Is Beauty a universal language? Why do we respond to Beauty?
What exactly is beautiful? We always fall back on examples; the face of a beautiful girl, but also the lines in the face of a dear friend. But we can never explain why something is beautiful.
All the threads in my work refer to beauty, like the beauty depicted in those Still Lifes of the Dutch Golden Age, where the beauty of a flower was understood as fragile and evanescent. There was the beautiful picture itself telling us about the fleeting of time, the fading of its colors and the memory of the flowers’ prime that shines even when that prime has long been gone. Somehow this past is always there. Beauty reveals a beauty of a past and of a future that we recognize as memory and hope.
Can we find beauty in just anything? Do we rely on what we learned through the ages? One of the most fascinating searches for beauty (and for that of memory and hope and understanding) for me, can be found in the self-portraits of Rembrandt, where every line dives in hidden secrets to be revealed, where chiaro oscuro are there to enlighten en to hide, to reveal a love of life, an aching heart and a pietà with our own fragility.
Tulips have become synonym with elegance from the time of the designs on Iznik pottery through the Still Lifes of Rachel Ruysch. Like roses they stand for vanity too; we all would want to keep their fleeting beauty. But the images that are made of them can be seen as eternal.Their hearts are made of glass, so easily broken as ours in love, so strong they can last forever, with a soul that’s made of light and shadows, like the glass plates on which I took these photographs.
About Margrieta Jeltema
As a child Margrieta used to watch her father in the magical darkroom in the attic of their old house in Slikkerveer. From the windows on the second floor you could look over the ‘dijk’ and imagine the large river and the windmills in the other side; one of the sounds she still hears in her dreams is the low voice of the mist horns the ‘rijnaaks’ used at night.’ In the attic-darkroom she learned how to develop prints with a lot of critical advice from her father; which at that time she didn’t always appreciate! She still has and cherishes her fathers Praktiflex.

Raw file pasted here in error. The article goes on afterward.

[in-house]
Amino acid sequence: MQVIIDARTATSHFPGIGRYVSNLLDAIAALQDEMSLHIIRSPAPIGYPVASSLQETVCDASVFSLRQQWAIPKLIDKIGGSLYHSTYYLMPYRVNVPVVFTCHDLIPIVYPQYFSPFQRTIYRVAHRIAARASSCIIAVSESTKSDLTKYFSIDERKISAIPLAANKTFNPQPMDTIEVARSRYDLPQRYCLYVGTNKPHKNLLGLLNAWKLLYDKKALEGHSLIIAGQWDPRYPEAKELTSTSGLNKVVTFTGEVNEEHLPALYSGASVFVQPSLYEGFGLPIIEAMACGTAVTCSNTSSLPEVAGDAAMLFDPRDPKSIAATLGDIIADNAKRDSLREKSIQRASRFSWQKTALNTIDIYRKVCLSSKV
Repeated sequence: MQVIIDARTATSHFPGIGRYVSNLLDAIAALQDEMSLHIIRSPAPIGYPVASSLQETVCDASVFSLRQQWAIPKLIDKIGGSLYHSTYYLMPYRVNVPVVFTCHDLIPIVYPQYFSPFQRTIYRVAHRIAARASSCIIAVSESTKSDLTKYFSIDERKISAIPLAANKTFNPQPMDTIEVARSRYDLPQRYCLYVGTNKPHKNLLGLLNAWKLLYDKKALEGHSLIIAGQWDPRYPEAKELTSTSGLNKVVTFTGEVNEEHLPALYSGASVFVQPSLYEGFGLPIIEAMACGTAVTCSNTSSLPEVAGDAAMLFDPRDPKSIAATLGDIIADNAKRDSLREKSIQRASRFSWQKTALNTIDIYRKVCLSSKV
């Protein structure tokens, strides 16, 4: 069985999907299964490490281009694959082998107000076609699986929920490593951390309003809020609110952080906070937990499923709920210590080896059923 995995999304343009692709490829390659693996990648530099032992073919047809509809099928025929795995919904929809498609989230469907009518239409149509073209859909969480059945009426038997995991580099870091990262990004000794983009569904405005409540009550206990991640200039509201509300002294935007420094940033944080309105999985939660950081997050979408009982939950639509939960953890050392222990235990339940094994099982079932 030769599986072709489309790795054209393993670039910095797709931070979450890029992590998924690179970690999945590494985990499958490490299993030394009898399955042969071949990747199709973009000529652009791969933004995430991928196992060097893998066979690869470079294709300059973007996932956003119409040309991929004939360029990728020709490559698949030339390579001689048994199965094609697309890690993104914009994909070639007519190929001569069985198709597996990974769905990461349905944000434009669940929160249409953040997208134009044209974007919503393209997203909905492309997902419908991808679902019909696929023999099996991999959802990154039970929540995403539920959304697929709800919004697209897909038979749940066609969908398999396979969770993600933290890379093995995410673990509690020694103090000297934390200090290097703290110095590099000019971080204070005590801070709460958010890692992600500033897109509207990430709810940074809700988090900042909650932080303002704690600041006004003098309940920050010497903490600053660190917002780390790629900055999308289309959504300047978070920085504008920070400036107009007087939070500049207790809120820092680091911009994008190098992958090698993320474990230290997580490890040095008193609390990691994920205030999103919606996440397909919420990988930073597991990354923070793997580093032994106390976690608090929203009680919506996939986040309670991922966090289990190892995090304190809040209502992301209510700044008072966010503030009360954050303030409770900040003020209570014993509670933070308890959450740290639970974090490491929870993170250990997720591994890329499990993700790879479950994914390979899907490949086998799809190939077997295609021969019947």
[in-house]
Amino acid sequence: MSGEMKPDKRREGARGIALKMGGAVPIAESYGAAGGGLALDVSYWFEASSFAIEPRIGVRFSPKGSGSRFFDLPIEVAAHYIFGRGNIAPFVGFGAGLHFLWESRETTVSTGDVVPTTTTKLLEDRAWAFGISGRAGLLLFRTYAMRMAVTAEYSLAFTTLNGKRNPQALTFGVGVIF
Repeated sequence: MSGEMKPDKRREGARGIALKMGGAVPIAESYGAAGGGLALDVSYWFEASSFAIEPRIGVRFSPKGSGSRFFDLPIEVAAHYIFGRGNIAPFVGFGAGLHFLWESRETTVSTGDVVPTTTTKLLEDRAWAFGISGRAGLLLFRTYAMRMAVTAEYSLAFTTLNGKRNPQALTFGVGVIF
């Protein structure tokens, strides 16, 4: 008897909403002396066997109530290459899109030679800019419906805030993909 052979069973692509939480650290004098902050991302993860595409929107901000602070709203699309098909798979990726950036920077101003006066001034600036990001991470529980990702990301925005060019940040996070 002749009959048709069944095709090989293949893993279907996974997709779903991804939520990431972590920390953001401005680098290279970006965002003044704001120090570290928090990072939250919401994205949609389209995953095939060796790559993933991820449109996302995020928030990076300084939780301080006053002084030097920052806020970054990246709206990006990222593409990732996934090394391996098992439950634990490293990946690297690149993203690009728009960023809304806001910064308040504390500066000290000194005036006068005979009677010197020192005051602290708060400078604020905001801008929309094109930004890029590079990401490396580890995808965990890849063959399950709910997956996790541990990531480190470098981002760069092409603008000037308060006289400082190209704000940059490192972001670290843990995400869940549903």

She has lived and worked in the Netherlands, Algeria, the Caribbean, Chile and Portugal. During her biology studies with a major in philosophy at Wageningen (the Netherlands), Margrieta started with a variety of studies in bronze casting, painting, etching and ceramics. Her work embraces poetry, sculpture, but her main creative outlet is photography. Only recently has she exhibited her photographic work which until now was kept in boxes or on the walls of her home.
The last few years she has received a number of awards and nominations in the International Photographic Awards (IPA fine art, nature, deeper perspective and portraiture awards), Px3, Black and White Spider Awards, International Color Awards, Canon Creative Asia Awards, International Aperture Awards, WPGA, Gammelgaard Monochrome, Prix de la Découverte, London Photographic Society (portrait) award. She was a finalist in the black+white photographer of the year (2015) awards. She has been published several times in the Black&White Photography magazine. [Official Website]
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